Photo: laikolosse/Flickr

Research shown at last week’s American Geophysical Union meeting revealed that everyone’s favorite rodent has been using sticks to build dams on the Alaska’s treeless tundra. The colonization is reshaping the geography of the north and could allow other animals to follow beavers into the brave new warming world.

It also comes with a downside, though. The dams create ponds that help keep beavers wet, but those ponds also contribute to melting permafrost. That releases methane and carbon dioxide, speeding us toward a hotter future. While it’s not like beavers are going to overtake humans anytime soon as the dominant drivers of climate change, the findings are another unmistakable sign of unexpected changes overtaking our planet.

How scientists discovered the tundra-altering beavers is as wild as the fact that there are tundra-altering beavers. U.S. Geological Survey (USGS) researchers had a hunch something might be afoot thanks to reports of beavers on the tundra in the Canadian Arctic. So they played a game of satellite image telephone to see if there were signs of beavers on the move in three watersheds in northwest Alaska.

The telephone game started with Landsat imagery, which has the advantage of being the longest-running satellite program in existence. Each pixel has a 30-meter resolution, which isn’t good enough to spot individual beaver dams and lodges.

It does, however, provide enough detail to show signs of new ponds or dry areas forming on the tundra, a tell-tale sign of beaver dams. Using those clues, scientists looked at high resolution satellite imagery from Digital Globe with one-meter resolution to see what was going on at those spots and compared it to aerial images shot in the 1950s through the 1980s.


Images courtesy Benjamin Jones/Digital Globe

“You wouldn’t think you’d be able to detect beaver activity on the tundra through Landsat, but once we have this information, we can use the very high resolution data to validate it,” Benjamin Jones, the USGS researcher leading the project, told Earther.

Turns out beavers are getting busy everywhere. Of the 83 sites researchers identified as potential beaver hot spots, 60 were being impacted by beaver activity. In some cases, they could see beaver dams be built, fail, and be rebuilt again.


Why the beavers are moving into the tundra is an open question. Climate change may play a role, but it’s highly speculative at this point. Ken Tape, a University of Alaska, Fairbanks researcher working on the project, said it’s difficult to know if trappers hunted beavers off the tundra prior to the start of the aerial photography.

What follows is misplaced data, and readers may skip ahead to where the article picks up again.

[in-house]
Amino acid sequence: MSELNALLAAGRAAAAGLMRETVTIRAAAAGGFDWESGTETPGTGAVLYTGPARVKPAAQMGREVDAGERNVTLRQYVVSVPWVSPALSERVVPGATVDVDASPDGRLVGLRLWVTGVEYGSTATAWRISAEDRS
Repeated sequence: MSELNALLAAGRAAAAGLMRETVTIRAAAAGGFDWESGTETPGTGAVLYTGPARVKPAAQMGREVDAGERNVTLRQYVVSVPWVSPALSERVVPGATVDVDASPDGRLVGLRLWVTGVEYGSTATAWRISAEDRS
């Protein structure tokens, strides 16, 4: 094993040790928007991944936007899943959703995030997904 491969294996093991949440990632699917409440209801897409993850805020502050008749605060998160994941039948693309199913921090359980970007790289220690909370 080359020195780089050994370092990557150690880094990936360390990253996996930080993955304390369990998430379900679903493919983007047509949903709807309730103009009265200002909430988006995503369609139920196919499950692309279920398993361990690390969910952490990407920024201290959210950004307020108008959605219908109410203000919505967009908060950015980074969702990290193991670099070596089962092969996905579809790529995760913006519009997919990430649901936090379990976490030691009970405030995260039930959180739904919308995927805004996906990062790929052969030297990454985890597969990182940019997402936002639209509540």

“The beavers are very well adapted to working with what they have,” Jones said.

It’s definitely clear comparing the satellite photos over the past couple decades and aerial photos from before that beaver activity now is having an impact on the tundra. Jones said the big question they need to answer is whether its positive or negative. It’s an important one to unravel in the rapidly changing Arctic, which has seen shrubs spread across the tundra, glaciers melt, and a whole slew of other changes to go along with rising temperatures.


Images courtesy Benjamin Jones/Digital Globe

“Beavers may be changing the Arctic, but I’d bet there’d be as many (or more) winners as losers,” Ben Goldfarb, a journalist working on a book about beavers slated to come out next year, told Earther. “As other species move north with climate change, are arctic beavers actually helping them adapt?”

Goldfarb suggested moose might be one species to benefit. Beaver ponds could allow more willows, a favorite food of moose, to prosper in the harsh landscape and give them the ability to branch out into new areas. Jones said they’re committing to untangling those relationships (funding dependent of course) not just in the three basins they analyzed, but across the tundra from Alaska to Canada.


Even if moose or other species benefit, there’s another unintended consequence of the beaver invasion. The dams they build impound water, which can contribute to thawing the icy layer of permafrost that covers much of northern Alaska. When the dams fail and the ponds drain and cause small floods downstream, that further melts out permafrost.

That is distinctly bad news from a climate change perspective because permafrost releases carbon dioxide and methane as it thaws. Both greenhouse gases further turn up the planetary heat, cause more permafrost to melt, and create a terrible feedback loop of ever-worsening climate change.